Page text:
So you just finished writing the text for your picture book and now you’re anxiously waiting to move on to the next stage: the illustration process. Weather you already have a clear image of what you want your book to look like or you want to leave it to the artist and be surprised, you will have to go though the same process of illustration. But how does it work?
Here are the steps to follow:
- Finding the illustrator
- Budget estimation
- Time schedule
- Style of drawing and color style
- The actual illustration process
First things first, you have to find your illustrator. If you’re self-publishing you can find them through Google or mostly in freelancing websites however this is time consuming and sometimes you get over unreliable artists; if you’re working with your own publisher or literary agent, finding the illustrator becomes their job, not yours. You might have little say in the choosing process, but don’t worry- they are professionals who will select the artist that best complements your work. Another option is working with an illustration studio like Deveo Media. We have a strong experience in childrens book illustration, great in-house team and a portfolio with wide variety of illustrations styles. View it here.
You might find some illustration prices a bit spicy; they are. According to The Graphic Artists Guild Handbook: Pricing and Ethical Guidelines –which provides the current industry rates for cover and interior book illustration and is used by the majority of illustrators to price their work- the illustration of a 32-page book can range from $3000 to $10,000. No need to pay the highest amount, but you have to keep in mind: quality has its price. So, set your budget-but realistically- before you start talking to an illustrator or illustration studio. It will save everyone time and energy.
You need to be time-aware. We know you are excited to see your book come to life, but good work takes time and you will see why at point 6. The actual illustration process. Most projects take between a a month and a 3 months to be print ready.
Check out the illustrator’s portfolio to get a taste of his style. It’s okay to ask for samples of his/her previous work, but don’t expect for work on spec without any compensation. Believe it or not, it takes an artist a few hours to come up with a character/scene and they will not (and should not) do it for free. If you do want to try more illustrators to see which one best envisions your book, be ready to pay extra. Most illustrators require a deposit prior to starting the sketches, some milestone payments (as he presents to you sketches and rough work) and a last payment upon or prior to the final delivery.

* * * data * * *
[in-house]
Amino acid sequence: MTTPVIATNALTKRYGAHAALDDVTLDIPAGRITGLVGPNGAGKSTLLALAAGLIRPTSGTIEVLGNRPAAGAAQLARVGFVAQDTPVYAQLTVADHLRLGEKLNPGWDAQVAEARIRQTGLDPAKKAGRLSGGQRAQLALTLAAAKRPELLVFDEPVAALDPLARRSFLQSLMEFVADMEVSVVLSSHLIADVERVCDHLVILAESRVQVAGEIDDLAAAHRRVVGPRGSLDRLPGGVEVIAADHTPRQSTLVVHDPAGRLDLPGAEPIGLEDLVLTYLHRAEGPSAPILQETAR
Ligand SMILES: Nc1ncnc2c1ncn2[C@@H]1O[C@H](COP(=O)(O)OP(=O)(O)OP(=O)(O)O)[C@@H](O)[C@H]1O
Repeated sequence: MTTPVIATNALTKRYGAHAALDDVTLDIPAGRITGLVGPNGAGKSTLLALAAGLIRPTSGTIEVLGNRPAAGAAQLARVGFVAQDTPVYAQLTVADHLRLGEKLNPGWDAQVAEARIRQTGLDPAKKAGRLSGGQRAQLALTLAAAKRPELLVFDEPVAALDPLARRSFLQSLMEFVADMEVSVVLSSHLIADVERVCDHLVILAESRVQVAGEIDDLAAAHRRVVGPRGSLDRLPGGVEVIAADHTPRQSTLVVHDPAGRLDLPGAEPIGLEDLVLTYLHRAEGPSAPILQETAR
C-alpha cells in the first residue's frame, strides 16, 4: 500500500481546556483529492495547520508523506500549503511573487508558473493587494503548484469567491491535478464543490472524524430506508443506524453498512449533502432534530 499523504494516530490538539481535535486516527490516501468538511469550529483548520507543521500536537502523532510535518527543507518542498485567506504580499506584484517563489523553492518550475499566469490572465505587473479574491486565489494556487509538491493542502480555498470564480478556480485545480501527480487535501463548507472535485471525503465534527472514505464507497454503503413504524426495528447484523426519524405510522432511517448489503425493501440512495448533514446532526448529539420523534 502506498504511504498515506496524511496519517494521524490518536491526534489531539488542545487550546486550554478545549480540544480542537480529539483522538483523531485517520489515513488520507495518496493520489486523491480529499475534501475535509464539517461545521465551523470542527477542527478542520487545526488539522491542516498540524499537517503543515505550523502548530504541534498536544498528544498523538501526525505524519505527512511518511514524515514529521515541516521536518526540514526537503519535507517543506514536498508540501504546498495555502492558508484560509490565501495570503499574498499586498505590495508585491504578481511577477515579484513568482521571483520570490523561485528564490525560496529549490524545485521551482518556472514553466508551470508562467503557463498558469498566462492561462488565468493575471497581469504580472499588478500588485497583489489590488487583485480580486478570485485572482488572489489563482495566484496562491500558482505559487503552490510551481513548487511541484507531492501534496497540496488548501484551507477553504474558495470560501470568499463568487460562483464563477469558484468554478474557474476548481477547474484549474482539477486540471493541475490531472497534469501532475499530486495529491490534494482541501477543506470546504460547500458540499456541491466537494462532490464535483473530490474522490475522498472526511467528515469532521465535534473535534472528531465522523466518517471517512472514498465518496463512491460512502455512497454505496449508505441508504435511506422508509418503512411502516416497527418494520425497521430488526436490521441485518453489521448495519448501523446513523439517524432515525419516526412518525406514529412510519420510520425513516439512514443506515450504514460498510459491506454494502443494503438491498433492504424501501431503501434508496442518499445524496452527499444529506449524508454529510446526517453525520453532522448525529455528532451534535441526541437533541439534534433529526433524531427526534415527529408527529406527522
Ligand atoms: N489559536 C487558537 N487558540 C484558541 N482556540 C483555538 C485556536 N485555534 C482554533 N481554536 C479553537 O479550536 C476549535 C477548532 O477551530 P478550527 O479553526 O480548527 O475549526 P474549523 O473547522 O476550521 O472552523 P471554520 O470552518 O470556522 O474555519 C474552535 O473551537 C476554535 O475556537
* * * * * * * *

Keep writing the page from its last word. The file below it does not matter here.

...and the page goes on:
When you get into such an important and costly project, the contract is a must, both for you and for the illustrator. Here is where you decide the most important things about the illustration process: price, number of pages, color/black and white, deadlines (both for payments and deliverables) and intellectual property rights. Usually, illustrators want to keep the intellectual property rights of their work to use it for their portfolio or marketing, so you will not have exclusive rights over the illustrations. This is something negotiable,but, however and whatever you decide, put it in the contract!
Now, finally getting down to work. The illustration process itself takes a little bit of time because it has to pass thorough a lot of stages:
- Pagination of the text
This is where you decide how you will arrange your text on page, which will determine in turn what illustrations go on each page. Also, be specific if you want a double-page spread or a more traditional, single-page spread.
- Thumbnail sketches of each double-page spread
Nowadays is common to work with double-page spread, but things can be adjusted for single-page. This step is important because you don’t want any key scenes trapped in the space between the two pages.
- Character design and development
Before they start working on particular scenes, most illustrators will design your main character/characters first. Here you can change whatever you want, until you are fully satisfied. Since they are the centre of the story, you both must make sure you will create an original and attractive character.
- Full sketches for each spread or illustration
Now that the main points have been discussed and approved, the artist can move on to sketching up the full illustrations. This will take some time; be patient. Once he is finished, you will have the chance to make changes before he moves on to the next stage.
- Color studies
This is the illustrators’ area of expertise rather than the writer’s, but you can still have a conversation over what type of coloring you prefer- digital watercolour paintings are a thing right now.
- Final sketches/drawings
At this stage, you will see the sketches after all your changes and suggestions have been applied. It’s your last chance to make modifications.
- Final artwork
The illustrator will apply all your feedback and soon you will receive the final artwork for your book. Now it’s the time to relax and prepare the champagne!
So if your have the script ready for evaluation contact us today, we’re very easy to work with and open to discussion about budget, time frame and drawing or coloring style.